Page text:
A WOMAN who tried a popular money-saving hack when booking flights has revealed how it backfired massively.
The traveler Theresa MicKinney had booked flights from the USA to Madrid in the year.
She flew from Cleveland, Ohio and stopped in Newark, New Jersey.
However, a few days earlier she decided to travel to Boston, Massachusetts to see her husband.
However, she realized she could save $900 (£726) if she skipped the first leg of her flight from Cleveland to Newark and instead flew from Boston, where flights cost just $60.
This is called skilagging, where passengers book a flight with a stopover to savebut skip the first part.
But Theresa said this backfired massively – and she ended up having to cancel her trip to Europe.
She explained further insider: “As soon as I land [in Newark]an agent pulled up my itinerary and asked why I wasn’t on my flight from Cleveland.
“I didn’t understand why I had to explain my personal travel arrangements, so I said that plans had changed and I had to fly from Boston instead.”
“They told me that if I didn’t take my first flight from Cleveland, my entire itinerary would be canceled and my only option would be to rebook my ticket for the (seemingly unavoidable) $900 price difference.”
She said she was very embarrassed and had to cancel her trip to Spain and instead booked a flight back to Boston to see her partner.
While she received a flight voucher from United for her canceled flight – which she said she redeemed for another vacation – she said she would never recommend this trick.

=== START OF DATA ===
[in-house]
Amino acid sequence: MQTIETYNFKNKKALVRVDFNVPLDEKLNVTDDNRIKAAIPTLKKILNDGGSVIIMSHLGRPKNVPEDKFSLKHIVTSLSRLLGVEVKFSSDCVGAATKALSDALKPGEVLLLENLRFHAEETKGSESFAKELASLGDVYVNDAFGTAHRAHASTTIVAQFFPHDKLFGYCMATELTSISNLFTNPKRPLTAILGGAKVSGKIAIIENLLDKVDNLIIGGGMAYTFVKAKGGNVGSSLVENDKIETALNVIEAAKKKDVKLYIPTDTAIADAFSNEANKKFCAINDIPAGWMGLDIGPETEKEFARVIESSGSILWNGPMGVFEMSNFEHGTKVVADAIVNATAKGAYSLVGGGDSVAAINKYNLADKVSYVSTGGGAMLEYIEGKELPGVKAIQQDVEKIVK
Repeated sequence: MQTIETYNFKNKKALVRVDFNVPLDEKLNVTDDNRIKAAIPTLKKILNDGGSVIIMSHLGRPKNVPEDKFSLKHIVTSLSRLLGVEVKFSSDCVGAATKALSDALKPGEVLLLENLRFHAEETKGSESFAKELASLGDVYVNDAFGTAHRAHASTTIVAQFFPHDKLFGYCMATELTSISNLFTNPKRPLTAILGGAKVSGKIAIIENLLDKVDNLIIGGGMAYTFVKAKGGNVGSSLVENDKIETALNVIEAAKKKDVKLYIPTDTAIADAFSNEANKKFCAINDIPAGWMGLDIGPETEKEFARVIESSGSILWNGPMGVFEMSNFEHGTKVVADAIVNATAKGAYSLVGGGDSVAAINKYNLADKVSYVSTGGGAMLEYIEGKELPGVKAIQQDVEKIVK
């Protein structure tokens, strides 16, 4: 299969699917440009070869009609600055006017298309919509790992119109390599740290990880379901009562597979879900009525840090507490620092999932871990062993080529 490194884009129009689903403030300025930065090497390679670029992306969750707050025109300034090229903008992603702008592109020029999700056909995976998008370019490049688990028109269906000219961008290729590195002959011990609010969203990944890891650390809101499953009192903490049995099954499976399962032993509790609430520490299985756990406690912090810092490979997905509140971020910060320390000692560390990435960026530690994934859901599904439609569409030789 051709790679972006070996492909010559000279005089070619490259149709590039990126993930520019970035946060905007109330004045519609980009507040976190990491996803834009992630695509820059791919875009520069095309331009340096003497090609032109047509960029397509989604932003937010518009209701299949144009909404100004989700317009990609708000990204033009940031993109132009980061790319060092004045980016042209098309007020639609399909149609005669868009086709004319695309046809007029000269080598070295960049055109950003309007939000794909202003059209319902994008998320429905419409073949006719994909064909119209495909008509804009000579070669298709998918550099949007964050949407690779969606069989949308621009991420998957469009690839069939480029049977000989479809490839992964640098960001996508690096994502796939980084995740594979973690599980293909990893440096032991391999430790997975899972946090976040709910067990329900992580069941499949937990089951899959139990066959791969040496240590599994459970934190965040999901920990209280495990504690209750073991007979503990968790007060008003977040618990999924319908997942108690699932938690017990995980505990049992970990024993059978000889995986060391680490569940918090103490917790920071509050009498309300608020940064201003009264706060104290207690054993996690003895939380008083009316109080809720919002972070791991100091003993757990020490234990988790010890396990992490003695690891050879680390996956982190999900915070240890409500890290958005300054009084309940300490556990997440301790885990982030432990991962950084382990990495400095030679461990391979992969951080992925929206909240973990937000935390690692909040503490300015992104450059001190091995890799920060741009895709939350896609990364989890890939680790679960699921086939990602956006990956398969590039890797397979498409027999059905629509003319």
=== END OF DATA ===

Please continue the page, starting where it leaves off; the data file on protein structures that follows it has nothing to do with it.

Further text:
She concluded: “I am now aware that ski lagging in any form is not permitted and can safely say that you will never catch me intentionally missing a connection again.”
Theresa isn’t the only person affected by this.
Teenager Logan Parsons was caught trying to skip lag while booking a flight from Florida to New York with a stopover in North Carolina, where he lived.
This meant he would fly to Florida and get off in North Carolina and skip the flight to New York as the tickets would be a much cheaper option.
However, airport staff then detained him when they realized he had a North Carolina ID and forced him to buy a new direct ticket.
Airlines have cracked down on skip-plaggers in recent years.
American Airlines announced in January 2021 that they would be rolling out tools to alert travel agents to Skiplag bookings.
And in 2019, Lufthansa tried to sue a passenger for skilagging, although the case was dismissed.